Beginning this October, the state Department of Human Services (DHS) will require all newly hired employees who care for vulnerable populations, including the elderly and disabled, will be fingerprinted and photographed before they start work.
The legislation cleared the House and Senate this month and awaits the Governors signature.
DHS has conducted background checks on caregivers since 1991, but this new effort is the largest of its kind in regulatory history.
It is estimated that 150,000 to 200,000 individuals who work in child-care centers, nursing homes, mental hospitals, and other state-licensed programs will undergo the heightened scrutiny.
Civil liberties advocates criticize the reform, who say that the legislation essentially treats caregivers like arrested criminals. However, state officials claim the state’s current system of background checks is flawed and in need of more stringent reform.
Currently, DHS conducts background checks on when caregivers are hired or switch jobs. Theoretically if a caregiver sticks with one employer, if he or she has committed a crime, DHS would not know. This reform intends to close this loophole.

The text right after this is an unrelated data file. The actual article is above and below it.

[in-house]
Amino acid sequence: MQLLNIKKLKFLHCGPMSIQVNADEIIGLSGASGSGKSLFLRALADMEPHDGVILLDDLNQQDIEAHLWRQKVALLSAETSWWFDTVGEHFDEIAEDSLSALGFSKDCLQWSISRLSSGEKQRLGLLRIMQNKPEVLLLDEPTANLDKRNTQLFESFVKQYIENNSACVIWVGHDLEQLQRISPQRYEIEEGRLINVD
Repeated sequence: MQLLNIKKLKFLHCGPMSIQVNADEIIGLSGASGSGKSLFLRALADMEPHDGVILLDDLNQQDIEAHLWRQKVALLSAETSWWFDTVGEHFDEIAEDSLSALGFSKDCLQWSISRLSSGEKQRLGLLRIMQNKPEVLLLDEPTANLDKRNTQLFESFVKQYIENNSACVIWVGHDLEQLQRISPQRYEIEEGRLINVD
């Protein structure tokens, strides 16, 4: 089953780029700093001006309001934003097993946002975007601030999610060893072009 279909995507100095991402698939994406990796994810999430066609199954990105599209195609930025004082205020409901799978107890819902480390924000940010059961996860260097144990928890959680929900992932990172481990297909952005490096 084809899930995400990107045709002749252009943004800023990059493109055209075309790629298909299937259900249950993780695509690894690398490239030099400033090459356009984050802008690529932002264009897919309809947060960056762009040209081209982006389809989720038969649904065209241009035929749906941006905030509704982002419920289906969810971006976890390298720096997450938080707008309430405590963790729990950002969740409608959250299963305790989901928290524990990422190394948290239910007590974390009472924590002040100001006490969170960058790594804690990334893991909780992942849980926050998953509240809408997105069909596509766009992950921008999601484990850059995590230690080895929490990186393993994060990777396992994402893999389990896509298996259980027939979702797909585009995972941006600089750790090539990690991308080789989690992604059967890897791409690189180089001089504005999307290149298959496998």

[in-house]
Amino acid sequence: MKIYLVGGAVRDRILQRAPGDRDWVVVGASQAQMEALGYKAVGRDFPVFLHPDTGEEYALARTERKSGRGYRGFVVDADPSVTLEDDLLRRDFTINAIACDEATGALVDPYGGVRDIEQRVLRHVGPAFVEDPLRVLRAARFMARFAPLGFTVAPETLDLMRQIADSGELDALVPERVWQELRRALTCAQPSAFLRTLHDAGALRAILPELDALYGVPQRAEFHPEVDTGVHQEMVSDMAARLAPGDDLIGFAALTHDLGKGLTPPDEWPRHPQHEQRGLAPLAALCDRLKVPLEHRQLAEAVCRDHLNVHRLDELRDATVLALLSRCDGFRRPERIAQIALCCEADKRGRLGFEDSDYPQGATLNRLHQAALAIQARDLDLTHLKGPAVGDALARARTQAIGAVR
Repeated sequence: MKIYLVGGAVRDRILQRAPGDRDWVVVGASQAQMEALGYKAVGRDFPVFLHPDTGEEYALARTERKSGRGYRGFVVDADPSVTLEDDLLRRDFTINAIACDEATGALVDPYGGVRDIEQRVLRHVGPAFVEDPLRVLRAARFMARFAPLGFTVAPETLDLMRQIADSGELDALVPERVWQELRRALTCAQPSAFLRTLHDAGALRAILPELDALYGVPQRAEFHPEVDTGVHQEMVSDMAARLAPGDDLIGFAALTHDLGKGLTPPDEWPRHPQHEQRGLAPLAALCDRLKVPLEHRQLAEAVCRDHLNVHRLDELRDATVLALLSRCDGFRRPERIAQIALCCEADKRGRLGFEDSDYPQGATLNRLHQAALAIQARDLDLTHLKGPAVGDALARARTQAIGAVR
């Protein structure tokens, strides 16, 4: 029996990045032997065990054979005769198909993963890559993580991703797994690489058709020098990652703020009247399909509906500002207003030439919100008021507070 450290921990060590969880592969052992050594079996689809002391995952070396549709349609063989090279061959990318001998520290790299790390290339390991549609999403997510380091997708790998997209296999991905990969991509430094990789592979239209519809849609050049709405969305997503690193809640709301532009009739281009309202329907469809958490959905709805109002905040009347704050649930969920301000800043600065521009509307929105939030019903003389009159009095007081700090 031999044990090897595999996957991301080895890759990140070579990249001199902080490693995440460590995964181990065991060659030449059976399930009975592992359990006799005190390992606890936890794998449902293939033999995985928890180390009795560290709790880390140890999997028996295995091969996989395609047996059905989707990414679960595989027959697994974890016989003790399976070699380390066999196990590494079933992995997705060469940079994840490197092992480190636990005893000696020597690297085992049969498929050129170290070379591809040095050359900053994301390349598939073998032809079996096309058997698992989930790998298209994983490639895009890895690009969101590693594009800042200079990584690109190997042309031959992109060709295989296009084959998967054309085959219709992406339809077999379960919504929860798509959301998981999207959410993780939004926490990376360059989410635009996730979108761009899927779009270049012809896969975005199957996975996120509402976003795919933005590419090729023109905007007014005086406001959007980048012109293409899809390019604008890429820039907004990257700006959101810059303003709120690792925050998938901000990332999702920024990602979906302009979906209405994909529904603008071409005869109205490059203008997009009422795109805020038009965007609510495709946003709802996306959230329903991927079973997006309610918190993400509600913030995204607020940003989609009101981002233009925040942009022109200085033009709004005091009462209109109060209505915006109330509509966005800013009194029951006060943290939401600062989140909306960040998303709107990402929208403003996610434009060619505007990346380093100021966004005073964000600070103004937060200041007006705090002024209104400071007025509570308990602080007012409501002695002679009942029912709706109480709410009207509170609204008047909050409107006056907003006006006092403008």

In addition, the current system only uses an individual’s name and date of birth, which can of course be forged or changed.
The state Bureau of Criminal Apprehension estimates that DHS fails to detect roughly 2,500 criminal records a year, which is around 1 percent of the agency’s 250,000 annual background checks.
Officials say the new system will be able to determine within hours if a person working with vulnerable populations has any criminal convictions.
The system will be paid for with a $3 million grant from the federal Centers for Medicare and Medicaid Services. At least 18 states have a similar system in place.
Source: Minneapolis Star Tribune.
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